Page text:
Anne of Green Gables
A Devotional by Melissa Woodward
My childhood and access to entertainment is much different than the access my children have. There were no streaming platforms to watch your favorite show or movie at any given time. I didn’t have a cell phone to access those as well. There was no YouTube to search for anything you could think of or listen to music. If you missed your television show, you couldn’t catch up on Netflix, you had to wait until the summer and hopefully catch a rerun. We didn’t have cable and only had access to a handful of channels for us to choose from. I loved PBS, so many great shows to watch. I fell in love with Anne of Green Gables the first time I watched it, and I would always look at the printed schedule for the upcoming week to see if it was playing again. And I know PBS needed to have promotional breaks to raise monies for their station, but it was so hard for me to wait. I would do something else and then occasionally come back to the channel to see if the break was over.
One of the favorite things my daughter and I enjoy doing together is visiting Barnes and Noble. We don’t always buy ourselves a new book, but we browse and read several book jackets. During our last visit as I was browsing the entire store, my eye caught an Anne of Green Gables devotion which included a discussion on how the movie relates to the bible. For those of you who have not read the book, seen the movie, or the television series, the premise is that brother and sister Matthew and Marilla Cuthbert want to adopt a boy to help them on their farm called Green Gables located on Prince Edward Island in Canada. Waiting at the train station when Matthew arrives is a girl, Anne Shirley, not a boy, who he takes home. Matthew is very shy and soft spoken, and Anne talks the entire ride to Green Gables, she has a great imagination. Marilla would like to take Anne back for a boy instead, but she ends up staying with the Cuthberts and I’ll let you find out the rest on your own, I don’t want to ruin the surprise of the adventures she has and the trouble she gets into, (including but not limited to baking, the lake, haunted woods, and walking a ridgepole), the friendship with her kindred spirit Diana, and an interesting relationship with Gilbert.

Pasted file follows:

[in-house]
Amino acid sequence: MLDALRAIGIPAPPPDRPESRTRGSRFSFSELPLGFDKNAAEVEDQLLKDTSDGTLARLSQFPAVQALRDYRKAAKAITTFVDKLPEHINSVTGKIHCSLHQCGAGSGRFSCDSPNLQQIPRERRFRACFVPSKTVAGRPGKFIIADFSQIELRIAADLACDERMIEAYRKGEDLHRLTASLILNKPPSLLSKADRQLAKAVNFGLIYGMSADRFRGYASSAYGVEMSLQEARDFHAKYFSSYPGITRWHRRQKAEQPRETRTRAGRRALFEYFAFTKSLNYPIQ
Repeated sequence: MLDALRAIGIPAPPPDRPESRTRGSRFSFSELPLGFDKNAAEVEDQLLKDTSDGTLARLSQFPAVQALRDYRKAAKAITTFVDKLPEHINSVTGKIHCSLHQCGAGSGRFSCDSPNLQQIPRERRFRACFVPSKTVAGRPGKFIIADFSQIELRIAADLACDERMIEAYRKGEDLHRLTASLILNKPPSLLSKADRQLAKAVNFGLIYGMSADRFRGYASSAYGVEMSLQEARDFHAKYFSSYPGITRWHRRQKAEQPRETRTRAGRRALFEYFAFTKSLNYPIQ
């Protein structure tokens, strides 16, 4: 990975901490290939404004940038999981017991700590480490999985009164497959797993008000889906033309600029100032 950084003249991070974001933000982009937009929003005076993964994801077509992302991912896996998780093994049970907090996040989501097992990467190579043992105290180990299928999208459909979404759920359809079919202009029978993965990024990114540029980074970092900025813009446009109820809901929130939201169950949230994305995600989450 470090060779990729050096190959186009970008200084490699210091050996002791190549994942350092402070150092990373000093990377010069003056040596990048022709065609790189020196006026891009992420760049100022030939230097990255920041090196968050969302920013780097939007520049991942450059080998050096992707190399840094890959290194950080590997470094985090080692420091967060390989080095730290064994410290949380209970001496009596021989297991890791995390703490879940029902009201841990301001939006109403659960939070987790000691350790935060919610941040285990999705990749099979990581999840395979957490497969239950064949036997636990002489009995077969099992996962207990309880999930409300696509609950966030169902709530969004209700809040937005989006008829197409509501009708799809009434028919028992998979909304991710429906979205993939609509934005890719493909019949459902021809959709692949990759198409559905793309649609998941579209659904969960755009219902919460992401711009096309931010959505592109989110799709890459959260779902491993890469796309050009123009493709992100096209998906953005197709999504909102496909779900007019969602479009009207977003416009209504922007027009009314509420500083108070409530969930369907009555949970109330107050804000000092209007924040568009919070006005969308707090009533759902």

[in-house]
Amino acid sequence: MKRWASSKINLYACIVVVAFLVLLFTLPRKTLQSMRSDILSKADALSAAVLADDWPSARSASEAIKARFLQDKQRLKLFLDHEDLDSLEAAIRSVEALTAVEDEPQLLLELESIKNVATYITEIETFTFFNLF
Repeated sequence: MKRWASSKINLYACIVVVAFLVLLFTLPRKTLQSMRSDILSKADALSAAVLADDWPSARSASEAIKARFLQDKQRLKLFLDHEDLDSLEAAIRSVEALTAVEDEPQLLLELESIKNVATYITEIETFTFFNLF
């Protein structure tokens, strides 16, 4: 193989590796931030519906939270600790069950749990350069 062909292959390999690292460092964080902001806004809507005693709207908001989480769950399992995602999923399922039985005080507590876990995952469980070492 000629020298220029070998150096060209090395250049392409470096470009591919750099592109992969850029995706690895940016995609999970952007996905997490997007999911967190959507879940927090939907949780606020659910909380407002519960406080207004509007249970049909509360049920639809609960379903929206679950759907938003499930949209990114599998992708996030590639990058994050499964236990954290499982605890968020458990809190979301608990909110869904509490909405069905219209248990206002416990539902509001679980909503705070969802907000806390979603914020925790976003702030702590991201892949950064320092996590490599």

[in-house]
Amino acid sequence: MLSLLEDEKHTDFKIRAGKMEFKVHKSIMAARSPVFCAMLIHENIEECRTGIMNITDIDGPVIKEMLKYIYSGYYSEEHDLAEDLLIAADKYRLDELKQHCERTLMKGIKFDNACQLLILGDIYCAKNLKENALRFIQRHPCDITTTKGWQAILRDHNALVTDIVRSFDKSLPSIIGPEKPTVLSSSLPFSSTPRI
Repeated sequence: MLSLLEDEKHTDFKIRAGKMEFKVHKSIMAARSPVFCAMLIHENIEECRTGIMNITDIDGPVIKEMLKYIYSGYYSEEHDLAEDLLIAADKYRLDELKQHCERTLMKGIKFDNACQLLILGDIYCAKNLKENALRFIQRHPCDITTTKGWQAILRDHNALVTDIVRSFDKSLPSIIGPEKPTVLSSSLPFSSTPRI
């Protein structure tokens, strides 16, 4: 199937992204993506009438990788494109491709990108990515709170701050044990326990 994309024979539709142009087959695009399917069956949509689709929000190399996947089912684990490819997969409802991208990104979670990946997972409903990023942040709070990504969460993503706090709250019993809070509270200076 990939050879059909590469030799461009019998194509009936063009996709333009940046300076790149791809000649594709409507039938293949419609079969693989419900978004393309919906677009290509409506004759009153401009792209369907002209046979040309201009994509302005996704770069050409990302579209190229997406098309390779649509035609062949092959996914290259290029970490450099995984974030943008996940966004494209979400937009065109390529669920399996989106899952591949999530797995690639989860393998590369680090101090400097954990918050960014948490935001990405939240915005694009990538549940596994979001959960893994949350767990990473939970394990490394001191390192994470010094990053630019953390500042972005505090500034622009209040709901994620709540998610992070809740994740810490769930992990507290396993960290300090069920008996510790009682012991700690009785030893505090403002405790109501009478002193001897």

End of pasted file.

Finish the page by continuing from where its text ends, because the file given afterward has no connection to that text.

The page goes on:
Anne learns a lot about religion from Marilla and from attending church. She learned about the importance of praying and a little about how to focus her prayer. I can see in my mind Anne kneeling by her bed for her first prayer and all the individuals she included. She also meets and forms a connection with Mrs. Allen, the minister’s wife. She was a great role model for Anne.
In the beginning, Anne was not what Marilla was expecting or wanted. Marilla, I feel learned a lot about herself and her faith while getting to know Anne and raising her. Not only did Anne realize it was okay to be herself, but Marilla also learned that as well, and not to worry so much about what others thought (Rachel, their nosy neighbor). You should give people a chance. Marilla made some mistakes in accusations and learned to ask for forgiveness, which Anne forgave. There are so many great lessons in this story about love and friendship, about forgiveness and standing up for yourself.
You could imagine my surprise when on a trip with my family as a teenager in Grand Haven, MI that I saw an Anne of Green Cables store. What a joy to walk in and see all things related to Green Gables. I ended up purchasing a bookmark. Years back my daughter and I attended a play performance at the Midland Center for the Arts based on the book, which was wonderful. I love this story and I would recommend finding the best platform for you and learning more about Green Gables. I am not exaggerating when I say it will change your life, the way you look at things, and you will just fall in love with all the characters.
I didn’t spend the money to purchase the book, but maybe on our next adventure to the bookstore. I better go now; I need to go pull out my VHS and watch one of my favorite movies, it’s been too long. Yes, I do own the VHS and a player.